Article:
Iversity’s news on the acquisition (in German language) provides some more information, here is a translated piece of it: „For the free of charge course offers (MOOCs) currently offered on the platform, iversity provides a guarantee of existence for the foreseeable future. Discussions are currently underway with various partners on how these digital academic courses can be expanded and financed sustainably in the future.

Part of the new strategy is an exclusive cooperation with the international science publisher Springer Nature, which belongs to Holtzbrinck. In cooperation with Springer Nature, iversity is now planning further steps towards digital study programmes. In the future, both existing and new distance learning courses as well as new courses offered by Springer Nature in the area of continuing vocational education and training will be offered in digital form via iversity. In addition, Springer Nature and iversity intend to jointly test new formats for the further development of classical textbooks.“

 

The next Elsevier boycott: News on DEAL, Springer Nature & Elsevier

Project DEALAs mentioned several times in this blog the German project DEAL aims to conclude nationwide licensing agreements for the entire portfolio of electronic journals from major academic publishers.  DEAL has two distinctive goals: on the one hand, cost savings and, on the other hand, the extension of contracts to include Open Access components that allow scientists at German institutions to publish Open Access in journals of contract partners at no extra charge.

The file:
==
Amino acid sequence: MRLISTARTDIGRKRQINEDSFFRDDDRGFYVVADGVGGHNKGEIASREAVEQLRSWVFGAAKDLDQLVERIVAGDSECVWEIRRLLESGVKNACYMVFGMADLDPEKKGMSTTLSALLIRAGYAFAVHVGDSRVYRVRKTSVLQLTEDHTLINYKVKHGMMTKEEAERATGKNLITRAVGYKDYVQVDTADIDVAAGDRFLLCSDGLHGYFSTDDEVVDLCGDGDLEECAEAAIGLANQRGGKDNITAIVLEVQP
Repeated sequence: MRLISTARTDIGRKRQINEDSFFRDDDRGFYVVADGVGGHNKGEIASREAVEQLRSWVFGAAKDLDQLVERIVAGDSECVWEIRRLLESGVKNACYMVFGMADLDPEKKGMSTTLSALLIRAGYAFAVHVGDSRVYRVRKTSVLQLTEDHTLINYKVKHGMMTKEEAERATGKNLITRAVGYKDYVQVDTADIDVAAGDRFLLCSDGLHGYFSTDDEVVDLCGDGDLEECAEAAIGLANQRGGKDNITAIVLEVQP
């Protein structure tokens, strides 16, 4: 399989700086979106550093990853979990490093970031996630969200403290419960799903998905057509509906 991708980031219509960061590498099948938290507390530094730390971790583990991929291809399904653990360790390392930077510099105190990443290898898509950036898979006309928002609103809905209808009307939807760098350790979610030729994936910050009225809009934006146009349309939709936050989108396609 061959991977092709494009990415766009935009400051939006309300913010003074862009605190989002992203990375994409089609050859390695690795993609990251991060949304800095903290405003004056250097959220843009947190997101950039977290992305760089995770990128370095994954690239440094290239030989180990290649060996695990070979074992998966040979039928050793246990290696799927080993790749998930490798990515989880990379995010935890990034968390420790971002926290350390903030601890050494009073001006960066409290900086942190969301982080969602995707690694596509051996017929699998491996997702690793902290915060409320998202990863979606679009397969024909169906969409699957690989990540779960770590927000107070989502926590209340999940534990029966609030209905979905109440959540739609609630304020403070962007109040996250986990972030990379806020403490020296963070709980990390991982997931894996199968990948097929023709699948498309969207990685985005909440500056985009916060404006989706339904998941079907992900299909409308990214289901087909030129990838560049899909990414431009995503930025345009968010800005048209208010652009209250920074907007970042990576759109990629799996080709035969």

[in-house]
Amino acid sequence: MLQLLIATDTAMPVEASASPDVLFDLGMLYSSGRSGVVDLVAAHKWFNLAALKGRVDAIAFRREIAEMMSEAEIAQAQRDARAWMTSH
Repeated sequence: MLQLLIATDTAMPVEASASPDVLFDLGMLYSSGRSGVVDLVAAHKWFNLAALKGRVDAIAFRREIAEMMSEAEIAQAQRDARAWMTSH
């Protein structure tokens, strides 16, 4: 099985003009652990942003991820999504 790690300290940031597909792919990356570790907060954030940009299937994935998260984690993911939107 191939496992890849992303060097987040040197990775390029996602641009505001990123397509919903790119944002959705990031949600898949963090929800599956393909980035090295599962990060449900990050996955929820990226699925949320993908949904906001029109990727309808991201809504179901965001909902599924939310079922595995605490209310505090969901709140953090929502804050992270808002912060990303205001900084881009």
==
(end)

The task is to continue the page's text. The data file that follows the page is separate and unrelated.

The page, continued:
Yesterday DEAL published two interesting press releases:

  • Progress is reported in the negotiations with Springer Nature: „In order to gain the necessary time for further negotiations on this very complex matter, the two sides agreed a cost-neutral extension of the existing Springer contracts by one year for those organisations whose contracts end on 31 December 2017.“ In other words, DEAL and Springer Nature agreed on a kind of moratorium to continue negotiations on a national consortium. Contracts ending in 2017 will continue to run at no additional cost until an agreement between DEAL and the publisher is reached.
  • Negotiations with Elsevier, on the other hand, are escalating. As DEAL announced well-known scientists and academics resigned from publishing activities for the publisher and thus support the negotiation goals of the DEAL project: